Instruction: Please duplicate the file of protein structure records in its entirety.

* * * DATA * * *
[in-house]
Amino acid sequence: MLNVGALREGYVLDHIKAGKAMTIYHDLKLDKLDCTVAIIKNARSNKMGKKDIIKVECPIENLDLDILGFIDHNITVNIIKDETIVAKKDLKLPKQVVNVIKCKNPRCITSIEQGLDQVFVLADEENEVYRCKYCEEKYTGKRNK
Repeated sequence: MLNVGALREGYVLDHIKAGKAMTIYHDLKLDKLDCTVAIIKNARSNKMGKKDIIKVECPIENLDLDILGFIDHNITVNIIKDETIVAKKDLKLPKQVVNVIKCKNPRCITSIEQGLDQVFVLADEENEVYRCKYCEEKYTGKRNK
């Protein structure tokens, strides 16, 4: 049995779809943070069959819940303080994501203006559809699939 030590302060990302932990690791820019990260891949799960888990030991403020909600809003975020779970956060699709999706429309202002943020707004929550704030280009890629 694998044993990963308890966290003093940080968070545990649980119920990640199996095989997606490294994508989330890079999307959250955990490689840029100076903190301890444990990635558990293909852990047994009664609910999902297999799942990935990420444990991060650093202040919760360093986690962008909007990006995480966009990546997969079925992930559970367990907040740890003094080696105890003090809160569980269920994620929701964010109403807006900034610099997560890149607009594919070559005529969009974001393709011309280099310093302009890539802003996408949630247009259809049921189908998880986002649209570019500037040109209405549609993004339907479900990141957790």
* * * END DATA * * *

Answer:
[in-house]
Amino acid sequence: MLNVGALREGYVLDHIKAGKAMTIYHDLKLDKLDCTVAIIKNARSNKMGKKDIIKVECPIENLDLDILGFIDHNITVNIIKDETIVAKKDLKLPKQVVNVIKCKNPRCITSIEQGLDQVFVLADEENEVYRCKYCEEKYTGKRNK
Repeated sequence: MLNVGALREGYVLDHIKAGKAMTIYHDLKLDKLDCTVAIIKNARSNKMGKKDIIKVECPIENLDLDILGFIDHNITVNIIKDETIVAKKDLKLPKQVVNVIKCKNPRCITSIEQGLDQVFVLADEENEVYRCKYCEEKYTGKRNK
């Protein structure tokens, strides 16, 4: 049995779809943070069959819940303080994501203006559809699939 030590302060990302932990690791820019990260891949799960888990030991403020909600809003975020779970956060699709999706429309202002943020707004929550704030280009890629 694998044993990963308890966290003093940080968070545990649980119920990640199996095989997606490294994508989330890079999307959250955990490689840029100076903190301890444990990635558990293909852990047994009664609910999902297999799942990935990420444990991060650093202040919760360093986690962008909007990006995480966009990546997969079925992930559970367990907040740890003094080696105890003090809160569980269920994620929701964010109403807006900034610099997560890149607009594919070559005529969009974001393709011309280099310093302009890539802003996408949630247009259809049921189908998880986002649209570019500037040109209405549609993004339907479900990141957790």